When I was in tenth grade, I was a cheerleader for one season. I wasn’t a very good cheerleader (thus, the reason that I was only a cheerleader for one season). I think I only got in because I was really good at writing cheers. And I was kind of spunky. But I was also a little chunky and couldn’t jump very high, so I was always paranoid about people lifting me. And I feared the mini-trampoline. I’d run super fast up to the trampoline, then come to a dead halt. To make up for it, I’d raise my arms high in a “Ta da!” motion and act like that was supposed to be the trick. I don’t think anyone bought it.
Most cheerleaders cheer for football and basketball games. Not me. They made me…a wrestling cheerleader. Now I loved the wrestlers, don’t get me wrong (I ended up being a wrestling manager for two years in high school and one year in college), but when you think of cheerleading, wrestling isn’t a sport that you traditionally see perky girls on the sidelines for. (“Take down, take down…for TWO!”)
So it was no surprise, that at the end of the season, when we had our cheerleading banquet and they were handing out the spirit awards, when it came to me, they gave me the AVIS (OR #2 AWARD). That’s actually what it said on the certificate. “Because you always try harder.” This was a play on the old Avis ads that were popular at the time. It might have been funny for Avis, but it was kind of f***ed up for a young girl who already had low self-esteem. So right then, in 1978, I was branded with the label of #2. I’d never be #1. I’d always be #2. And don’t let anybody fool you; that stuff follows you for the rest of your life.
What they did get right was that I always DID try harder. My whole life. Through college, through adulthood, through comedy through radio. I was never afraid to go for something. Yet, very seldom did I make it to #1. But I’d get up and always try again.
Tonight, I’m hours away from finding out if I got something that I really, really want. Something I entered, tried for, jumped in head first – poured my whole heart into. History tells me not to get too excited, because we know how this movie ends. It happened with my book. I won one competition, but another that my heart bled for, I didn’t even come in third. I cried for three days vowing I’d never put myself out there again.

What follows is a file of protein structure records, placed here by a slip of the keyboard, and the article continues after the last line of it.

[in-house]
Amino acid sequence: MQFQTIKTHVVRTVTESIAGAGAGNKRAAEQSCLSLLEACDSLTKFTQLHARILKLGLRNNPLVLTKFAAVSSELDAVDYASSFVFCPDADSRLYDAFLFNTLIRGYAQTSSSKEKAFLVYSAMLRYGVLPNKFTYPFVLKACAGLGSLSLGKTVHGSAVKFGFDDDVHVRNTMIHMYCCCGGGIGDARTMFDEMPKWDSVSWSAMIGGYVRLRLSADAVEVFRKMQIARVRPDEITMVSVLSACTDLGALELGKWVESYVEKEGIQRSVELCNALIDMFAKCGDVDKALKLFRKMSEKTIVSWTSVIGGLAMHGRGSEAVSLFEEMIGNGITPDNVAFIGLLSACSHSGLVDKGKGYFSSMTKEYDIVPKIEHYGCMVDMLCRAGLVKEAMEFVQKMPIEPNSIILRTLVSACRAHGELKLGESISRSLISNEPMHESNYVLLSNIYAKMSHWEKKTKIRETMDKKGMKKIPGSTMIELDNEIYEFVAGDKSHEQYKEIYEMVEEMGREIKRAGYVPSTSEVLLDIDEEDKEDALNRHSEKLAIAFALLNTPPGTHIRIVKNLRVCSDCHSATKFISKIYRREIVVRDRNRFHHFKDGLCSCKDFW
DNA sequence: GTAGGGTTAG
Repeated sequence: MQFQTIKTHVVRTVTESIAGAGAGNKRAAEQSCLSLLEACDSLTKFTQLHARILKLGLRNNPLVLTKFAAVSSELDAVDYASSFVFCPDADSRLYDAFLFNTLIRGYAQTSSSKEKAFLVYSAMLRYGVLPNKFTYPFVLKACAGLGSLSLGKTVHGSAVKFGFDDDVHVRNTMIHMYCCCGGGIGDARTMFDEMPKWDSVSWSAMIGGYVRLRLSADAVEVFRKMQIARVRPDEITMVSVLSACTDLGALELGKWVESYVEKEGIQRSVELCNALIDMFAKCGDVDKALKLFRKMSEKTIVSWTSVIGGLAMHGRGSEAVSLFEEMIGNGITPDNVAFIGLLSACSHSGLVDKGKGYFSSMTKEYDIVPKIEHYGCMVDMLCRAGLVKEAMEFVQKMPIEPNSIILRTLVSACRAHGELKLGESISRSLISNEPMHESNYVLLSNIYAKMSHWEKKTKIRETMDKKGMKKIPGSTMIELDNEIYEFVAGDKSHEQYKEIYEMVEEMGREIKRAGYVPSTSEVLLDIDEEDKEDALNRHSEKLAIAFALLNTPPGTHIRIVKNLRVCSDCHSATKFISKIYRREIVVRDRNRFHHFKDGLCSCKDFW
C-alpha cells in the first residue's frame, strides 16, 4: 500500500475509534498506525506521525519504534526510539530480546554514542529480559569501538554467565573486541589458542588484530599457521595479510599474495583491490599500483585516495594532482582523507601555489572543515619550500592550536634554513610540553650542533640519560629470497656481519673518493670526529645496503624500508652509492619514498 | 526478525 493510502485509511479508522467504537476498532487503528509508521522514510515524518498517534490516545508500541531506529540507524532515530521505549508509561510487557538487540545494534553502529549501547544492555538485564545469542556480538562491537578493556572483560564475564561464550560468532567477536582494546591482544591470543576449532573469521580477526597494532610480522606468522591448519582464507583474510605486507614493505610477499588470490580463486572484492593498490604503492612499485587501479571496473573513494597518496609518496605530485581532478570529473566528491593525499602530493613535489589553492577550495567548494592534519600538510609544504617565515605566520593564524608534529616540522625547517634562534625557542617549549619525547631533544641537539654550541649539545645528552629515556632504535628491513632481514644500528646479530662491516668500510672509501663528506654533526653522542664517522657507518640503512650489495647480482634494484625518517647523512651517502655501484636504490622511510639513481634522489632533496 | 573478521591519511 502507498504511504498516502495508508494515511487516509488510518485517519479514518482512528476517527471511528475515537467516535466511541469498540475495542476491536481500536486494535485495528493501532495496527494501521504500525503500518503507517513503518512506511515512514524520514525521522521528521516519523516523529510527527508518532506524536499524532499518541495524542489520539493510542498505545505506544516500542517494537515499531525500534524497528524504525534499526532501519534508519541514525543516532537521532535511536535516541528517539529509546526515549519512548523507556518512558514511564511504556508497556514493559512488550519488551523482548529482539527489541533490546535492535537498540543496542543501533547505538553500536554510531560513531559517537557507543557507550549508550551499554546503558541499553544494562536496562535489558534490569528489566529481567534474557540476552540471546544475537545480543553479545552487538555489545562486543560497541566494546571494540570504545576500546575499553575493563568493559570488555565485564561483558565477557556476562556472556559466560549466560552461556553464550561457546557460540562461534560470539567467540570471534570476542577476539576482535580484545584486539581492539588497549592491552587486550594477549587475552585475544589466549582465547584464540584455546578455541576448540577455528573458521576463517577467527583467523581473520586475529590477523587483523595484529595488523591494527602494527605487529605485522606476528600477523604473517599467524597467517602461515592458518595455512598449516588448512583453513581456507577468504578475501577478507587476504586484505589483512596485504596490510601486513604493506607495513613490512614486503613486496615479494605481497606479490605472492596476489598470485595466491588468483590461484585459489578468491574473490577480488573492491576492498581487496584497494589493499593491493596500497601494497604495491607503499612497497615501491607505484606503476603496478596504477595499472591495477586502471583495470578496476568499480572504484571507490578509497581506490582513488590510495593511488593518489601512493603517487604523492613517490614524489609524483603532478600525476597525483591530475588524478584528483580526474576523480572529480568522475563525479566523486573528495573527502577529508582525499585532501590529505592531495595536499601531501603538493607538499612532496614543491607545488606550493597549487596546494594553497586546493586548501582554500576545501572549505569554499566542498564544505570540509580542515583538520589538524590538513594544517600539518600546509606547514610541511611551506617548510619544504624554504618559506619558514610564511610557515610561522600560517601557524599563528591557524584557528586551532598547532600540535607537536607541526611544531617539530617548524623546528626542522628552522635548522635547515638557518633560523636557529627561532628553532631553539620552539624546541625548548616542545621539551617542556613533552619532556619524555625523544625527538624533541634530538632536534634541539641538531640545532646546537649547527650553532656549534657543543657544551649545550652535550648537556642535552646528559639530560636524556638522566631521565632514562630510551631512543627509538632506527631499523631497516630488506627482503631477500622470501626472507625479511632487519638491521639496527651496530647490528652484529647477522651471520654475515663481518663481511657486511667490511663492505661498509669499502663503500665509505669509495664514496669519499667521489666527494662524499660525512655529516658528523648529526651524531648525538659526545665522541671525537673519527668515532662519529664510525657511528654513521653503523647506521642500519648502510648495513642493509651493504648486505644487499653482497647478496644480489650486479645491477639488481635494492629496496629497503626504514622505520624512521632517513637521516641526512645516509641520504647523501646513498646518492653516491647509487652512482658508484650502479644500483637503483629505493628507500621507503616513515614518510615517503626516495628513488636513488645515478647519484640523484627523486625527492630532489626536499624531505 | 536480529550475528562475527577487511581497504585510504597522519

But I did. And here I am now trying to muster up all of the creative visualization that I can, but all I can hear in the background is:
“You’re #2! You’re #2!”
I picture myself in the 11th grade, walking toward the crowd gathered around the signs the cheerleading coach taped on the wall for the cheerleaders for the following year’s football season. Would I see my name? I don’t see it under G…maybe it’s under L. I can hear the screams coming from the girls who made it, while others slink away from the pack, wiping tears from their cheeks with the sleeves of their sweaters.
I’m trying to visualize my name on the paper tomorrow. On the email or the website or wherever they’re posting it. And if I don’t see my name, then what? Do I Avis myself back under my covers? Or do I get up and say, hey, I’ll try again.
I mean, I’m 55. I should be happy that I still have it in me to try for things. That I still have the chutzpah to go for it. We should all continue to strive throughout our lives. Try until you die, right? Maybe that’s the tattoo I’ll finally get. I think that would look really great in a nice, big Old English font. Hidden under my cheerleading skirt, straight across my backside.
Meanwhile, I’m going to try to sleep tonight. And attempt to balance my thoughts somewhere between “You got it you didn’t get it.” Fearful to jinx what lies ahead even though the outcome is already determined.
Just like the Oscars and the Emmys and the GRAMMYs and the Tonys – everyone’s still a winner the night before the big show.